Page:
Jul 162012

Last week, I had a great interview with Amber Strocel of Strocel.com for her popular podcast, and my episode covered everything from feminism to size positivity, authentic pleasure in pornography to owning your sexuality.

Part of her write up:

I had a frank discussion with Shanna about sexuality, feminism and body positivity. How do mainstream representations of sex and sexuality reflect on gender dynamics and the way we view women? Are adult films demeaning and oppressive to women? And how can we move past the negative feelings we have about our bodies and embrace ourselves as we are? Shanna answers all these questions and more. Plus she gives some great tips for improving your own sex life.

My podcast with Shanna Katz is not what you would call family-friendly, so if you have kids within earshot and you’re not up to answering some hard questions, you may want to save this one for later. But if you’d like to hear a smart, funny, feminist sexologist discuss how to love and enjoy your body, listen to our conversation here:


Click here to listen to us chat!

Jul 292010

For any of you interested in gender, sexuality, social/new media, identity, society, sociology, kink, LGBTQ, non-monogamy, diversity, education, sex ed, counseling, therapy, etc…read this!

I’d like to let you know a little about Momentum Conference 2011 — a conference discussing sexuality, feminism, new media and much more. Created by Tied Up Events and the community at large, and sponsored by Fascinations, it’s taking place in Washington, DC, April 1-3 2011 and should be absolutely wonderful!

Interested? Read below and check out MomentumCon.com for more information, to apply to present, and much more! I’ve already submitted my application, and I know others have too; it’s going to be an AMAZING conference!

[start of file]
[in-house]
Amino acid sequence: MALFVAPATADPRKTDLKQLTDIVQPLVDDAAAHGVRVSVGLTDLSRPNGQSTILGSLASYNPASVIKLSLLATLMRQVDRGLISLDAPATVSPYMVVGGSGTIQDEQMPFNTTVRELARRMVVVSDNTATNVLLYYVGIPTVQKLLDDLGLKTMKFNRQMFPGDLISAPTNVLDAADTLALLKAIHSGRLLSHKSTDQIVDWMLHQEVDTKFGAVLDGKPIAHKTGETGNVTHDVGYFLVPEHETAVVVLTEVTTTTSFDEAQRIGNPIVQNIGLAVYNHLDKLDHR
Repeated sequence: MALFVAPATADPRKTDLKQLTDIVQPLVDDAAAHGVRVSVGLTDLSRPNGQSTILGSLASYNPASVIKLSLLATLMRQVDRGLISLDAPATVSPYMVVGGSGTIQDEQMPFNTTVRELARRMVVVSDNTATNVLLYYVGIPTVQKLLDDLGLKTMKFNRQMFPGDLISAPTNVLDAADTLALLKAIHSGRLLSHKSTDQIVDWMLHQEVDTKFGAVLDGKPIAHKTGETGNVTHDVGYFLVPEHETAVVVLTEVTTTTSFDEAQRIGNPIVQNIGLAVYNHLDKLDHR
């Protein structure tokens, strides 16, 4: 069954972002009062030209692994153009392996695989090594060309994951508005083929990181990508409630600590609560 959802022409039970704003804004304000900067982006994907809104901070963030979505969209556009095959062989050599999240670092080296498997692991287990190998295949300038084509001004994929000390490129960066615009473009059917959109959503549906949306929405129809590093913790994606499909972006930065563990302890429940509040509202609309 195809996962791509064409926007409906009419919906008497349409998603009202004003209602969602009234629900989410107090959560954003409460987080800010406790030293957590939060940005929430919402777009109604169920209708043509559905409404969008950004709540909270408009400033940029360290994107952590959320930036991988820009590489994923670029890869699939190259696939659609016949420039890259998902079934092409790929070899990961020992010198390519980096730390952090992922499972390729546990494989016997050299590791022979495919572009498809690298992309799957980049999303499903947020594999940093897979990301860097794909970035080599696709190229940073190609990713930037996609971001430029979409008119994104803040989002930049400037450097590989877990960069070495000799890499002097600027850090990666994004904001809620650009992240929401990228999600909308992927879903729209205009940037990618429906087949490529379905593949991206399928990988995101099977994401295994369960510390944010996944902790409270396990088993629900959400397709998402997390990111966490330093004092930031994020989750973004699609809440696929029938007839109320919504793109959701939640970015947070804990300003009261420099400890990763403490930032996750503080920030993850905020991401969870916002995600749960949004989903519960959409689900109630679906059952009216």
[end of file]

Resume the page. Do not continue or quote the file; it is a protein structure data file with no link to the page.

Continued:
The phenomenal growth of online communication has given rise to an amazing amount of sharing, learning and experimenting with different expressions of sexuality, relationships and feminism. MOMENTUM provides a safe place to listen, discuss and learn about the ways the web has impacted our sexuality without the fear of reprisal or shaming. It is a space for acceptance and appreciation of diversity, including for those in the LGBTQ, sex-work, BDSM and non-monogamous communities.

During MOMENTUM we will discuss ways to bridge the baffling dichotomies our culture creates around sexuality. While on one hand we have unprecedented sexual freedom, on the other we continue to police sexuality with a frightening vigor. Abortion laws, restrictions on gay marriage, abstinence programs, medicalization of sex, fear of pornography and prosecutions for teenage sexting are examples of one side of the spectrum. The discomfort that strives to make us keep our sexuality hidden conflicts with the use of sex — especially the female body — to sell everything from food to cars to “performance enhancing” products.

Each participant will leave the conference with new perspectives, new connections, and a plan to carry the MOMENTUM forward into 2011 and beyond.

Apr 052010

Reposted from my other blog. I thought it was important enough to share in multiple places.


Hey you.

Yes, YOU.

You know a sexual assault survivor…in fact, you probably know a whole bunch.

It doesn’t matter what gender you are, what your orientation is, how many friends you have, where you live, or even whether you have assault/harassesed/raped someone in the past, or whether you spent time working against sexual assault.